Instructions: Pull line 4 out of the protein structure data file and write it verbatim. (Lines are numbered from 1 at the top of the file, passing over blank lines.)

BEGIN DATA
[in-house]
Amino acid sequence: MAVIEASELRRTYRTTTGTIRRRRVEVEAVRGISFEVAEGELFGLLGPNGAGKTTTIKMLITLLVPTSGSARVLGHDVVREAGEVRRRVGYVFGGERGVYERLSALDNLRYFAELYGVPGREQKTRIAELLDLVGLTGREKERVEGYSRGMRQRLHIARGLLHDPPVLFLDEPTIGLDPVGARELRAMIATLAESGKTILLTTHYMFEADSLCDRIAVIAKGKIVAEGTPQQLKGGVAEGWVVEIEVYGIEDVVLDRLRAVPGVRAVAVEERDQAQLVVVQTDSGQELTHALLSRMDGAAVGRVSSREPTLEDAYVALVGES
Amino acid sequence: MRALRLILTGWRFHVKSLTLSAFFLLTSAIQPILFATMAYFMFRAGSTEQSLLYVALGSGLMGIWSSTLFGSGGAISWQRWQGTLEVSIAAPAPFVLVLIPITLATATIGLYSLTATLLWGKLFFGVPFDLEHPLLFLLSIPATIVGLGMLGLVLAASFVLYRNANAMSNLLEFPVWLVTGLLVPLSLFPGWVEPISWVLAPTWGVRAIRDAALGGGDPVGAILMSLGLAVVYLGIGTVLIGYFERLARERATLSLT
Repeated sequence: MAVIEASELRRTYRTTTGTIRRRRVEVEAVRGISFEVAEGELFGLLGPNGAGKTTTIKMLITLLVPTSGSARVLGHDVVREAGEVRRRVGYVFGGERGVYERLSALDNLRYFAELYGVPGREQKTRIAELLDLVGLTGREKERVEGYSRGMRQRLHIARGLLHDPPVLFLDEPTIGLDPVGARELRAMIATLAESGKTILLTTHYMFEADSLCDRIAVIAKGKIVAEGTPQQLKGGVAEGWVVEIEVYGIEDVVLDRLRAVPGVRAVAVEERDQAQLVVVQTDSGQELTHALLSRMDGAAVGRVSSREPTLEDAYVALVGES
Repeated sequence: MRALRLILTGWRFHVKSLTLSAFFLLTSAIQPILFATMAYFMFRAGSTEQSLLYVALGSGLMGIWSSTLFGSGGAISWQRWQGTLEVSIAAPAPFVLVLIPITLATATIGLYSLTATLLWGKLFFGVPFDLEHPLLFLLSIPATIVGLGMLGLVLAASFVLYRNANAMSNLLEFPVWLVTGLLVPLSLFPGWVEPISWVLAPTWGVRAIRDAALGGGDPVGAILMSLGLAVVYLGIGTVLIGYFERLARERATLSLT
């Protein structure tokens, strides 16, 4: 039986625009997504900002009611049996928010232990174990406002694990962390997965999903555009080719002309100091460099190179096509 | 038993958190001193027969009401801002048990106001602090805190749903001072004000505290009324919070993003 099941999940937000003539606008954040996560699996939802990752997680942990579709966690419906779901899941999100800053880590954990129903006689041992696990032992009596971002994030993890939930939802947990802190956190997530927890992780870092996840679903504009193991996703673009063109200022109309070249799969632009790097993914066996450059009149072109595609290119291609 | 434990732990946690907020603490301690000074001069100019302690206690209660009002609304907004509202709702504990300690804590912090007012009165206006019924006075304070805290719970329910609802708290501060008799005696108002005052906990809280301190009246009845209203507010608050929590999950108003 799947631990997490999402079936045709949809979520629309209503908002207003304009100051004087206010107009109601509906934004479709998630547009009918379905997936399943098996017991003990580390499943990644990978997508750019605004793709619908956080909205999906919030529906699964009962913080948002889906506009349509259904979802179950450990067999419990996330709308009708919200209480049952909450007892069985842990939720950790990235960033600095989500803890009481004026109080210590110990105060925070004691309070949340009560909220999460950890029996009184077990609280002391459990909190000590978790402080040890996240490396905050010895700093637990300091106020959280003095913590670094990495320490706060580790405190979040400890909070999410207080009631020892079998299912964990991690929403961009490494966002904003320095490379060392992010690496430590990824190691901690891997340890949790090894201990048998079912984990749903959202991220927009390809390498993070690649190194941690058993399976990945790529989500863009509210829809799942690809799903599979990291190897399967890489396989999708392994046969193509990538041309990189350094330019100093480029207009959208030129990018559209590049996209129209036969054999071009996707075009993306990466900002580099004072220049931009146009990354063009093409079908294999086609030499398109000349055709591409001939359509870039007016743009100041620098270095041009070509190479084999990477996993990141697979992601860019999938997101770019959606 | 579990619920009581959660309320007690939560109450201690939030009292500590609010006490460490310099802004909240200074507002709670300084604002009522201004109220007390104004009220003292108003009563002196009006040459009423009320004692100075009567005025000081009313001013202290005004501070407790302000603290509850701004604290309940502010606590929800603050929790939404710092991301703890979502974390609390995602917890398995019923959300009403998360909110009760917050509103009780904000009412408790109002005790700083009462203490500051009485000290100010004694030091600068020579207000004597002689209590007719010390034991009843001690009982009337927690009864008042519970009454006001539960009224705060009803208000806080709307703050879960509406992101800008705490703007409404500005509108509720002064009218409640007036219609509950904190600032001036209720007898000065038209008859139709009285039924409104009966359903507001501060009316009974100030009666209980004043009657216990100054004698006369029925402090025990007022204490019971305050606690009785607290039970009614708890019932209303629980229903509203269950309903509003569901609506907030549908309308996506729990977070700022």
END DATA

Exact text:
Repeated sequence: MAVIEASELRRTYRTTTGTIRRRRVEVEAVRGISFEVAEGELFGLLGPNGAGKTTTIKMLITLLVPTSGSARVLGHDVVREAGEVRRRVGYVFGGERGVYERLSALDNLRYFAELYGVPGREQKTRIAELLDLVGLTGREKERVEGYSRGMRQRLHIARGLLHDPPVLFLDEPTIGLDPVGARELRAMIATLAESGKTILLTTHYMFEADSLCDRIAVIAKGKIVAEGTPQQLKGGVAEGWVVEIEVYGIEDVVLDRLRAVPGVRAVAVEERDQAQLVVVQTDSGQELTHALLSRMDGAAVGRVSSREPTLEDAYVALVGES